MWS claimed that the idea for Frankenstein came to her in a nightmareish vision, prompted by PBS and Byron’s discussions on ‘the nature of the principle of life’ to which she ‘was a devout but nearly silent listener’. Despite PBS’s presence, it was her mind that was impelled to write a timeless story. Her silence is heavily overplayed here. She was a formidable character and a stimulating atmosphere of literary production existed in Geneva. Marilyn Butler has explained that the group present in 1816 (Byron, PBS, MWS, Claire and Polidori) were involved in a ‘genuinely collaborative’, sociable event, and the literature produced ‘represent variations on the same […] themes’.[4] So, Polidori wrote a story called ‘The Vampyre’, Lord Byron wrote his apocalyptic poem ‘Darkness’, and PBS wrote his sublime poetic achievement entitled ‘Mont Blanc’. MWS wrote Frankenstein, and set herself up for a literary career.

MWS’s introduction also encourages us to consider just how PBS contributed to the novel, and how his writings were invoked. She writes:

At first I thought but of a few pages – of a short tale; but Shelley urged me to develope the idea at greater length. I certainly did not owe the suggestion of one incident, nor scarcely of one train of feeling, to my husband, and yet but for his incitement, it would never have taken the form in which it was presented to the world. From this declaration I must except the preface. As far as I can recollect, it was entirely written by him.

In order to construct the myth that Frankenstein was inspired by a vision of horror, MWS defends the content as her own, emphasising her self-sufficiency as a writer. MWS’s indebtedness to PBS’s assistance is not disavowed, but she insists on the importance of the workings of her own mind, and her imaginative recital of the dream as an 18-year-old. This also emanated from a tradition of waking dream narratives prominent in the literature of that time.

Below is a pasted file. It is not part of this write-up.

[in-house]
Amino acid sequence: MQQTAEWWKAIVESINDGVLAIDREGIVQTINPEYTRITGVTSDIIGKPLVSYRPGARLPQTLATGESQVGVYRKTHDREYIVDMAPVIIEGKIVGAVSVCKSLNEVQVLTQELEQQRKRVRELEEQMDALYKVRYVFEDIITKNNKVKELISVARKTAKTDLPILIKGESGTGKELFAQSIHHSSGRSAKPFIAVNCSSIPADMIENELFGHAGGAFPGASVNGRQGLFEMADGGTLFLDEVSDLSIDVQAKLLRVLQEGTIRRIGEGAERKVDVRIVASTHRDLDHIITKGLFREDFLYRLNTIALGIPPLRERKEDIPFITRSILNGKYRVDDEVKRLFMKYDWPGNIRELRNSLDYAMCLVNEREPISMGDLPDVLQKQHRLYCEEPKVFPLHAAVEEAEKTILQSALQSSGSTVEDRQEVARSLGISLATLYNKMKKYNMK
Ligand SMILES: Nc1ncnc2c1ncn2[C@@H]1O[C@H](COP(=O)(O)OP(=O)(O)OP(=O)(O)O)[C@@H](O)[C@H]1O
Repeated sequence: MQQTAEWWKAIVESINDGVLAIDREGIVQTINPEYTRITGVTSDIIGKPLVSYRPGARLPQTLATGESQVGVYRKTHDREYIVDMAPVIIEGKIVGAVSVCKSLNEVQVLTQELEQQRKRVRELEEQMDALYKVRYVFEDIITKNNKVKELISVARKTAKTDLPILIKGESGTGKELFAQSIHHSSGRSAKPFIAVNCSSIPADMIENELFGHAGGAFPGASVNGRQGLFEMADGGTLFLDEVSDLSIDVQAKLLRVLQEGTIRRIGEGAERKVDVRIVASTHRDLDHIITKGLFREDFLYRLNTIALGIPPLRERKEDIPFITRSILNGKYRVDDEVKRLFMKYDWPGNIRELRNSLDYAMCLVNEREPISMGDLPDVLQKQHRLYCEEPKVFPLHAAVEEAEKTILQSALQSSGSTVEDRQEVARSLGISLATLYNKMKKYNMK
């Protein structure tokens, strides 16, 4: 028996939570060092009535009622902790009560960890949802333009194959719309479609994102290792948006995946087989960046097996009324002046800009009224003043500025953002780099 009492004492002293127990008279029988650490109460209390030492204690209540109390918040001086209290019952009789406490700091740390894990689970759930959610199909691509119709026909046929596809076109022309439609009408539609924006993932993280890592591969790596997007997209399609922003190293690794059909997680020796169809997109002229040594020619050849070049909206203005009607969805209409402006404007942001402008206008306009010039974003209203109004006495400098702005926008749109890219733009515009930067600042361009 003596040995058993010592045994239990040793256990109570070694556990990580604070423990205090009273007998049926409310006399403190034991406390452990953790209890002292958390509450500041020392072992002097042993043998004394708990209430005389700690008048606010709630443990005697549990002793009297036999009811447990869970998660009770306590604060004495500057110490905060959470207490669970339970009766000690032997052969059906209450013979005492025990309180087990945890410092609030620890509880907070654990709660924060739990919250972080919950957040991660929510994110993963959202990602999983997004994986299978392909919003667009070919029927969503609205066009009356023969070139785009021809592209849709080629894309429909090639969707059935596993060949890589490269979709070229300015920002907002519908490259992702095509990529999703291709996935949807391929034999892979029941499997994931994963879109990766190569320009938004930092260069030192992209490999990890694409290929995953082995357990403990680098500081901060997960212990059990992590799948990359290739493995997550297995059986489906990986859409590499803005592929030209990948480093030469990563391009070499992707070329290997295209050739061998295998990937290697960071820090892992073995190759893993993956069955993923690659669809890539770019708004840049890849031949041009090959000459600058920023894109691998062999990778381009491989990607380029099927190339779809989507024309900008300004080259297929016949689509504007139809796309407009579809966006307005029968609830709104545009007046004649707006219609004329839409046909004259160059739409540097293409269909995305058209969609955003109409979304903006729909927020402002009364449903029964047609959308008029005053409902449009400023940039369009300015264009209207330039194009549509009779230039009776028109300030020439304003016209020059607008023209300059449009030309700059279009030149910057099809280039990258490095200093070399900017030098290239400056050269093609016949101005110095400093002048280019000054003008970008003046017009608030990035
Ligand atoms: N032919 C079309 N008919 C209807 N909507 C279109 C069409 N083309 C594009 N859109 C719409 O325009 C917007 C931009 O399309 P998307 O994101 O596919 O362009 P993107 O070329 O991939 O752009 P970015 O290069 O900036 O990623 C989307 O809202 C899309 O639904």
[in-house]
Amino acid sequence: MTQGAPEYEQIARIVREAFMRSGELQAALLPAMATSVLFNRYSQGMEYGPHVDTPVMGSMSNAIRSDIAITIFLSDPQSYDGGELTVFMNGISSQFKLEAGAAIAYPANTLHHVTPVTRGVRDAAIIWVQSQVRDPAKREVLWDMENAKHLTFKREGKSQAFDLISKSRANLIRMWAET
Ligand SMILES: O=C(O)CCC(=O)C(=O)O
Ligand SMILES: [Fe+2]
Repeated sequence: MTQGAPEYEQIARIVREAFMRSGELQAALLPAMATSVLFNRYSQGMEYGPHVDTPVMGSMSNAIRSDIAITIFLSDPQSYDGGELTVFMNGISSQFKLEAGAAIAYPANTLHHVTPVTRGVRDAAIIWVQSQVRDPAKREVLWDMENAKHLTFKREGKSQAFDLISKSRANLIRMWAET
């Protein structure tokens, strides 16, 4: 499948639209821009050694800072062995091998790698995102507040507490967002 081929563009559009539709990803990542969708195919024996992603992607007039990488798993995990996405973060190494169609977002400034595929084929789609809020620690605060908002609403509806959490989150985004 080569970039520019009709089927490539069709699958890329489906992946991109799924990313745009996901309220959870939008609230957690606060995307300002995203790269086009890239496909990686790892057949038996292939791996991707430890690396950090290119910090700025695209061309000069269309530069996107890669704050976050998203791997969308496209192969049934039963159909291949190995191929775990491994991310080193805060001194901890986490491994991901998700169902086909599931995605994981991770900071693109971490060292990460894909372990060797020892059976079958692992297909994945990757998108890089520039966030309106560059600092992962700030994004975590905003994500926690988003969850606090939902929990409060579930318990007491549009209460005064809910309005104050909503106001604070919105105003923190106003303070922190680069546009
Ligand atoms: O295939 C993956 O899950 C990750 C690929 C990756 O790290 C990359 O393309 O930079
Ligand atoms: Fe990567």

MWS is at once acknowledging PBS’s influence, and increasing the drama surrounding the novel’s conception and composition. But she is claiming her own work too, in a way that shows the closeness of the Shelleys’ working and also their complex approach to creativity, generously sharing ideas and assisting one another, but not without identifying their individual voices. The creative set now referred to as ‘Shelley and his circle’ was eulogized by MWS in 1824 as she remembered ‘with fondness […] having made a part of the Elect’.

The composition of the novel was social, too, and you can see this when you look at the manuscript of Frankenstein (view the manuscript at the Shelley-Godwin Archive).

F Draft



Above image: Shelfmark: MS. Abinger c. 56, fol. 58v

Credit: Bodleian Library, University of Oxford

Historically, some critics have suggested that PBS’s patriarchal dominance corrupted his partner’s creative intentions, implying she was in some way subordinated to her husband. For example, in what is now Draft Notebook A of Frankenstein (c. 57, fol 9r) PBS corrects MWS’s incorrect spelling of ‘enigmatic’, and concludes this correction with the words ‘o you pretty Pecksie!’ Some critics (and even the presenter in a recent BBC4 documentary) have deemed this ‘patronising’.

However, as Nora Crook writes,

Whether, however, a young woman who at nineteen could read Tacitus in the original would have felt intimidated by this may be doubted, especially one who called her spouse her “Sweet Elf”’. […] We do not know […] whether “Pecksie” and “Elf” were pleasant banterings or counters in underground hostilities. It would seem wise to suspend judgement and use them as evidence neither of an unproblematically equal relationship nor of one in which Mary Shelley was subordinated [my emphasis].[5]

Problematic and challenging: the Shelleys’ collaboration was intense and complex. In terms of the ‘Pecksie’ comment, there is a letter from 1815 (a year earlier) in which MWS uses this nickname to refer to PBS, thereby showing that this term represents the mutual teasing that existed in their relationship: ‘I shall think it un-Pecksie of you’ (read more).